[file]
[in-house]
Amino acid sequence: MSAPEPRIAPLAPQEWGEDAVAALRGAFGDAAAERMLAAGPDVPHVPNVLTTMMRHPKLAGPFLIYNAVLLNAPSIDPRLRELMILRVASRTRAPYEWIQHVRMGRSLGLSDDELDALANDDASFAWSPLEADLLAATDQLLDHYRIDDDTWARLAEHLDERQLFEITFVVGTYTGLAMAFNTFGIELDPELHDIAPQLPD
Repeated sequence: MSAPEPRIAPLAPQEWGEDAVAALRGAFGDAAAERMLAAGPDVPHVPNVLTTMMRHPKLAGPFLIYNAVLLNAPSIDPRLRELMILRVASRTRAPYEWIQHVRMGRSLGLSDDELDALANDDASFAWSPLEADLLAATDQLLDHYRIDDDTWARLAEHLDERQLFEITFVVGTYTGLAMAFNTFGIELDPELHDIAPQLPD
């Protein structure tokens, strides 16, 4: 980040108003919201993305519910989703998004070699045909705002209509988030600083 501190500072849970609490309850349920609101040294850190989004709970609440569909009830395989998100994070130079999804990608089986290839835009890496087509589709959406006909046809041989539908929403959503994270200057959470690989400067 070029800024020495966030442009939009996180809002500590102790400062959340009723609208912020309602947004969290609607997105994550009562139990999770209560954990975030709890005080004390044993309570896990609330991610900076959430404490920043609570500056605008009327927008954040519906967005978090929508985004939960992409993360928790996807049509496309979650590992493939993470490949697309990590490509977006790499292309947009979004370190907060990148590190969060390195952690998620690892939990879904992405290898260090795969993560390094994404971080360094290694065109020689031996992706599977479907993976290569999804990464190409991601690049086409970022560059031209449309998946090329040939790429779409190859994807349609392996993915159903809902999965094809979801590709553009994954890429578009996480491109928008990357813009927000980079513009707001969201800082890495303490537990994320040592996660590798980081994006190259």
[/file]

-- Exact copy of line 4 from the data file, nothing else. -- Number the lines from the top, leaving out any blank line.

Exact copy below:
């Protein structure tokens, strides 16, 4: 980040108003919201993305519910989703998004070699045909705002209509988030600083 501190500072849970609490309850349920609101040294850190989004709970609440569909009830395989998100994070130079999804990608089986290839835009890496087509589709959406006909046809041989539908929403959503994270200057959470690989400067 070029800024020495966030442009939009996180809002500590102790400062959340009723609208912020309602947004969290609607997105994550009562139990999770209560954990975030709890005080004390044993309570896990609330991610900076959430404490920043609570500056605008009327927008954040519906967005978090929508985004939960992409993360928790996807049509496309979650590992493939993470490949697309990590490509977006790499292309947009979004370190907060990148590190969060390195952690998620690892939990879904992405290898260090795969993560390094994404971080360094290694065109020689031996992706599977479907993976290569999804990464190409991601690049086409970022560059031209449309998946090329040939790429779409190859994807349609392996993915159903809902999965094809979801590709553009994954890429578009996480491109928008990357813009927000980079513009707001969201800082890495303490537990994320040592996660590798980081994006190259």